DHS eases rule on imports

The Homeland Security Department’s interim final rule to improve the security of maritime cargo is not as onerous as what computer and other manufacturers feared based on the original version proposed in January, the National Association of Manufacturers (NAM) has said.

The Importer Security Filing and Additional Carrier Requirements, the so-called 10+2 rule, would require importers to file 10 additional pieces of data and carriers to file two more forms before loading maritime cargo bound for the United States.

DHS submitted the interim final rule for publication in the Nov. 25 Federal Register; it will take effect in 60 days.

When DHS proposed the original version of the rule, makers of computers, software and related devices said it could make the products more expensive and difficult to bring into the United States.

However, among other changes, the interim final rule establishes a six-month test of how companies could supply the new information and allows U.S. manufacturers to provide the most difficult data on a best-available basis, NAM President John Engler said Nov. 25 in a news release.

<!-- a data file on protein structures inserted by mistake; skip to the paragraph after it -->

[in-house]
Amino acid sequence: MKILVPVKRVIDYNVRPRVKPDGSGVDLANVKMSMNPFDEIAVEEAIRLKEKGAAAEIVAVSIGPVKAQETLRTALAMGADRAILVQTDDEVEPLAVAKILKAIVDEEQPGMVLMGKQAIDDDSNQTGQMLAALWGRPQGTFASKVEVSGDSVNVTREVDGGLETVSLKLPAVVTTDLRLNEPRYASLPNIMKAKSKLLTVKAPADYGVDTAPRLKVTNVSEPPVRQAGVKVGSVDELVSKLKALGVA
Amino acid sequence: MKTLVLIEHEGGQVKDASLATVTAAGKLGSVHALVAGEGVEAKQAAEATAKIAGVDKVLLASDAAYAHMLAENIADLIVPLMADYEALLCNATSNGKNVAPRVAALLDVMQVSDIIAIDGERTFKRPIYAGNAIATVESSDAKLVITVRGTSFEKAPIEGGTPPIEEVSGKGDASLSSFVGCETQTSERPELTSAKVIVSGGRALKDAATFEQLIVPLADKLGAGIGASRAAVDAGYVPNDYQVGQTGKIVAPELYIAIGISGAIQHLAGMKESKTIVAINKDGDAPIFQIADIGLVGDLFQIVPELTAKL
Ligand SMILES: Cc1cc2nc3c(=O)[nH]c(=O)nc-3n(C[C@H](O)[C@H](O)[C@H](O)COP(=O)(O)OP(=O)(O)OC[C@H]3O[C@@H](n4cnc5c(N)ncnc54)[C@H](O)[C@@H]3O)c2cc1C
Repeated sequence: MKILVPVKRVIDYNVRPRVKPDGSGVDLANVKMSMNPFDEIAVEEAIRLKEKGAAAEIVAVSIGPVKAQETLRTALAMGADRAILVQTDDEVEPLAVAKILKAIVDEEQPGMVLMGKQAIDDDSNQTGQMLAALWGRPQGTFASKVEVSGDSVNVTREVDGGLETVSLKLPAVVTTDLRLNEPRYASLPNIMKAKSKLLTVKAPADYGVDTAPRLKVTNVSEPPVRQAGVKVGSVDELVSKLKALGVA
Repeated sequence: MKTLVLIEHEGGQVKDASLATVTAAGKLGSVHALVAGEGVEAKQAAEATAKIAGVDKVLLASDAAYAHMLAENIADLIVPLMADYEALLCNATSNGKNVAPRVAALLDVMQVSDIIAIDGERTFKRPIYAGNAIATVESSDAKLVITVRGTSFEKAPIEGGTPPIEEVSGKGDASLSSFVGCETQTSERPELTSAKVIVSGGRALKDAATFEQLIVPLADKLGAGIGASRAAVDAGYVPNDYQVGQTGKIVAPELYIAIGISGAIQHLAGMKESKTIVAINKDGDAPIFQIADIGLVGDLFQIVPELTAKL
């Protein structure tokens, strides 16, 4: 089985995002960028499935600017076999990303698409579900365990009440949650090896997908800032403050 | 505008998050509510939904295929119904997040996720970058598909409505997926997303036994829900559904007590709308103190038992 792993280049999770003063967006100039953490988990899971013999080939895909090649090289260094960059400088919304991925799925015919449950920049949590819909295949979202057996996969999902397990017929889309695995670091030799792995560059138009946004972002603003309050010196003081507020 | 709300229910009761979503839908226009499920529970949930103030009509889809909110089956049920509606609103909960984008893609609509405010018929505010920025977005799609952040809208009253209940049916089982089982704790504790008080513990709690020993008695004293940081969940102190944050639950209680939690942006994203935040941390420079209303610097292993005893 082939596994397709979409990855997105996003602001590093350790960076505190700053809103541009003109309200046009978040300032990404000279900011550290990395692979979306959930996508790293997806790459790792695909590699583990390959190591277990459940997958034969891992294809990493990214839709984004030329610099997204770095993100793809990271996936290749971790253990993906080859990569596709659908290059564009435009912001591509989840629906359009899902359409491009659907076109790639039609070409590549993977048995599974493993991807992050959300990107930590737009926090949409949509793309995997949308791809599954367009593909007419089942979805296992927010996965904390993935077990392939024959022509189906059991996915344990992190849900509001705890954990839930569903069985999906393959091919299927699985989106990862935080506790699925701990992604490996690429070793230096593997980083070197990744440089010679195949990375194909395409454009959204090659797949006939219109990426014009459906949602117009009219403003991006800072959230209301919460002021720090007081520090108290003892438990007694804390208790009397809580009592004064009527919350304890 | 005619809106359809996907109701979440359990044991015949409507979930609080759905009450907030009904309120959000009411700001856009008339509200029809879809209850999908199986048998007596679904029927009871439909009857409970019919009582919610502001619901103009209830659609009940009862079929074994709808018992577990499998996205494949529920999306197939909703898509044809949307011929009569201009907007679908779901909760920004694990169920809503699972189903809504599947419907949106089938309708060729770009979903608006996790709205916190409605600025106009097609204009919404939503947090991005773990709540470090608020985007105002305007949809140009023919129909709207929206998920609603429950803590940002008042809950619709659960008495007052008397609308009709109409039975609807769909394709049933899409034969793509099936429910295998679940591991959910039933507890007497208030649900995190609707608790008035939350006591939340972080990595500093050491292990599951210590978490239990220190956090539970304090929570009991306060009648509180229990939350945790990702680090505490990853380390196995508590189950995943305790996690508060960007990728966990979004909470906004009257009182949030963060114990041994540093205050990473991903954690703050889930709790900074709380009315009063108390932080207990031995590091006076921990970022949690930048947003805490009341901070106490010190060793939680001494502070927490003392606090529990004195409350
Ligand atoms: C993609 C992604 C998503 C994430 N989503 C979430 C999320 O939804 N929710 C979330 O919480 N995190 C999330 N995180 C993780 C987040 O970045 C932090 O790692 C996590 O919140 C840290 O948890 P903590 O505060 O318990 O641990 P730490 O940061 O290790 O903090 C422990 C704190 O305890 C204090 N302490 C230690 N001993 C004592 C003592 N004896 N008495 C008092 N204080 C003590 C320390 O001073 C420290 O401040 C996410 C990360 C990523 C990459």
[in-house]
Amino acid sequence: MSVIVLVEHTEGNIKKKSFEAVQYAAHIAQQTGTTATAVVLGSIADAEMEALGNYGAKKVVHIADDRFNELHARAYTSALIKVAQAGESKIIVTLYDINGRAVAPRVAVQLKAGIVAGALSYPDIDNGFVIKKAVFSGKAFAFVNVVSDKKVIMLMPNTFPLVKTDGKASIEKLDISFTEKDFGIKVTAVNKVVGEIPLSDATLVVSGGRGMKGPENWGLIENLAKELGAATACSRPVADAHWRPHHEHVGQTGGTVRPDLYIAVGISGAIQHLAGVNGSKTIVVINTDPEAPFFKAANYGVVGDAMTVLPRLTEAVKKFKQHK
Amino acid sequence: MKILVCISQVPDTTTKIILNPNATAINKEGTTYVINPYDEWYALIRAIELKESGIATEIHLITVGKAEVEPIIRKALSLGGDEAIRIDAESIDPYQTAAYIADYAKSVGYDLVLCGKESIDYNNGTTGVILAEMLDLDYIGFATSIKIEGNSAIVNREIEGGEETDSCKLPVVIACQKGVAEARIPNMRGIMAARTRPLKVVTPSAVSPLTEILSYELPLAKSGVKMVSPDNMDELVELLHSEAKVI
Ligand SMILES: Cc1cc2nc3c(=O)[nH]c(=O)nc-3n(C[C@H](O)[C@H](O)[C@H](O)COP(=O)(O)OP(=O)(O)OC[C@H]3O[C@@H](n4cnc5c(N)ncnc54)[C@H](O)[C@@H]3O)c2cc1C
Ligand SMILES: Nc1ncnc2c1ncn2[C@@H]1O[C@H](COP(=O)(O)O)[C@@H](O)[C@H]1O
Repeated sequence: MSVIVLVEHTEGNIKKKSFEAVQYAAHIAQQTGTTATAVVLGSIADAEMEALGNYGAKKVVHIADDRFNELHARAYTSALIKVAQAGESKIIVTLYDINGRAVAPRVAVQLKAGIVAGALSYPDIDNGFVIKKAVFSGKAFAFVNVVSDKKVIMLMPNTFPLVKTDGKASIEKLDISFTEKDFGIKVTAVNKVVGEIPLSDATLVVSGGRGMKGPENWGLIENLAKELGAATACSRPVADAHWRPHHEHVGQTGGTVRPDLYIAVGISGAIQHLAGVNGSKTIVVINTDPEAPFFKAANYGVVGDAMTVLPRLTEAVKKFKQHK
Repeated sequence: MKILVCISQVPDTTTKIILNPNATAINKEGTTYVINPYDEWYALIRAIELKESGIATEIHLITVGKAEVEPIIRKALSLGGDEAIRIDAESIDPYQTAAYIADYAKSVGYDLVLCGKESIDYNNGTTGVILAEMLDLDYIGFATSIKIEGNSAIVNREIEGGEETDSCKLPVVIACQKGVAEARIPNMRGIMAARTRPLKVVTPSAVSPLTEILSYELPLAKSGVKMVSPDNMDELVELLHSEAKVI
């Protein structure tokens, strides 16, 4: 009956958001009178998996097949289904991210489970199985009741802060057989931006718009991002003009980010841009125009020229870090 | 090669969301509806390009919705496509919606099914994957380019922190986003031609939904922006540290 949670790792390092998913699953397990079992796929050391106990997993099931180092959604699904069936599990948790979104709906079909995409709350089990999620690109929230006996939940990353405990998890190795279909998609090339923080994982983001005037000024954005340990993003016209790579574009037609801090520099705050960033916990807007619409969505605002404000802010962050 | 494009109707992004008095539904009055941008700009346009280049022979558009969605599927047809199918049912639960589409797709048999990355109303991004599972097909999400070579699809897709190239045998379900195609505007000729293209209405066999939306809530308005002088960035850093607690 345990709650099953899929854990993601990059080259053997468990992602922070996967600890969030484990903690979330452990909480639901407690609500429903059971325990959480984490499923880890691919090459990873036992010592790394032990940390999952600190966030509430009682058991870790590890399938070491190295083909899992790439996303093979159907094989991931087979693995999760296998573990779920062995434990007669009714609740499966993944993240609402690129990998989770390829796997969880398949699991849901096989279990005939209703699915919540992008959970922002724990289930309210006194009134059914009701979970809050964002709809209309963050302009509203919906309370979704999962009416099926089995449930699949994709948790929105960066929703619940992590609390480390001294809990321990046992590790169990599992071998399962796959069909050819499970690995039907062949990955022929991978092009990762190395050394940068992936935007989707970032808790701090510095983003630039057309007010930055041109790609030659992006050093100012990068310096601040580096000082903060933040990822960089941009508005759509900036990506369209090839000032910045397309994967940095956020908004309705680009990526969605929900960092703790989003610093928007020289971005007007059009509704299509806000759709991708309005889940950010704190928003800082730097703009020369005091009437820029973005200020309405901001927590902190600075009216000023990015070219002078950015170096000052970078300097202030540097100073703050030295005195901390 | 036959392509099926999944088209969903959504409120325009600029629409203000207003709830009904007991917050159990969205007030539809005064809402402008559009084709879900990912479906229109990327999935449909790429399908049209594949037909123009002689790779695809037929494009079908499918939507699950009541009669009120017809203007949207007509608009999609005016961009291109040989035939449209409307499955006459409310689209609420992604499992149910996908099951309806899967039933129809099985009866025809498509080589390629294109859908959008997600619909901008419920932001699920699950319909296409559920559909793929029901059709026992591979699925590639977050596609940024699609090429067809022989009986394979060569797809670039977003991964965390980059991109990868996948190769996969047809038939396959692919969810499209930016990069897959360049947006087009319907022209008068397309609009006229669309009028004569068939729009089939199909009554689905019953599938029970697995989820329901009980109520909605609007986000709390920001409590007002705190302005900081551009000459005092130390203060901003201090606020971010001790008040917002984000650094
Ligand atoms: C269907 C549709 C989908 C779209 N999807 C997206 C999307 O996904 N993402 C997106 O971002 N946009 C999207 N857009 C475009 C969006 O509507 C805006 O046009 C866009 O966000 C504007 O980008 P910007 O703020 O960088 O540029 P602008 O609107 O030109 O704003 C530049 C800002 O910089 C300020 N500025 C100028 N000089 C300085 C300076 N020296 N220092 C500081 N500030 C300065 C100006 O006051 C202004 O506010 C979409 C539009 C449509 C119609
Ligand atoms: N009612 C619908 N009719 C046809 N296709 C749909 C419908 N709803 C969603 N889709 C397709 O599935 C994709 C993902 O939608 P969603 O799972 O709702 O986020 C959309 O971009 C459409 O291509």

Although those changes are likely to ease implementation of the rule, the outcome will depend on how U.S. Customs and Border Protection (CBP) interprets the new flexibilities, NAM said, adding that further modifications to the rule will likely be needed.

“While the rule is substantially changed, work still has to be done to create a final rule that works for both national security and U.S. manufacturers,” Engler said. “Even though the modifications alleviate onerous burdens, some serious problems still have not been corrected in the interim rule published today.”

CBP officials said they made several changes to the proposed rule based on feedback from the public.

“The interim final rule includes a delayed compliance date of 12 months after the interim final rule takes effect,” the agency said in a news release. “During this 12-month period, CBP will show restraint in enforcing the rule. CBP will take into account difficulties that importers may face in complying with the rule as long as importers are making a good-faith effort and satisfactory progress toward compliance.”

About the Author

Alice Lipowicz is a staff writer covering government 2.0, homeland security and other IT policies for Federal Computer Week.


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